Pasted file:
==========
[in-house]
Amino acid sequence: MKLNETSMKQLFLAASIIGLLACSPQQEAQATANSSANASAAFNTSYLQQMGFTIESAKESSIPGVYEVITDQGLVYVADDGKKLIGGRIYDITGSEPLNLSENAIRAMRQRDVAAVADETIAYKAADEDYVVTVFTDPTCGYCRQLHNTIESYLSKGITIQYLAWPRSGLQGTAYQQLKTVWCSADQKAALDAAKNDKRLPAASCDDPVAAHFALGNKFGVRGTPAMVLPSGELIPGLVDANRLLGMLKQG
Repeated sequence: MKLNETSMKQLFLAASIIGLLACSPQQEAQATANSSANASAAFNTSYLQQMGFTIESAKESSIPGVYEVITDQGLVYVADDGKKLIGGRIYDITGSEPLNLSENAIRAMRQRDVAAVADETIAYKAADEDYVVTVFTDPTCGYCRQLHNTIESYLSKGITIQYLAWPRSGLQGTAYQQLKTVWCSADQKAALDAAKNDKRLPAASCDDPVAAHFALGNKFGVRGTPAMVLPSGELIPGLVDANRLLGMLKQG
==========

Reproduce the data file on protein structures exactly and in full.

[in-house]
Amino acid sequence: MKLNETSMKQLFLAASIIGLLACSPQQEAQATANSSANASAAFNTSYLQQMGFTIESAKESSIPGVYEVITDQGLVYVADDGKKLIGGRIYDITGSEPLNLSENAIRAMRQRDVAAVADETIAYKAADEDYVVTVFTDPTCGYCRQLHNTIESYLSKGITIQYLAWPRSGLQGTAYQQLKTVWCSADQKAALDAAKNDKRLPAASCDDPVAAHFALGNKFGVRGTPAMVLPSGELIPGLVDANRLLGMLKQG
Repeated sequence: MKLNETSMKQLFLAASIIGLLACSPQQEAQATANSSANASAAFNTSYLQQMGFTIESAKESSIPGVYEVITDQGLVYVADDGKKLIGGRIYDITGSEPLNLSENAIRAMRQRDVAAVADETIAYKAADEDYVVTVFTDPTCGYCRQLHNTIESYLSKGITIQYLAWPRSGLQGTAYQQLKTVWCSADQKAALDAAKNDKRLPAASCDDPVAAHFALGNKFGVRGTPAMVLPSGELIPGLVDANRLLGMLKQG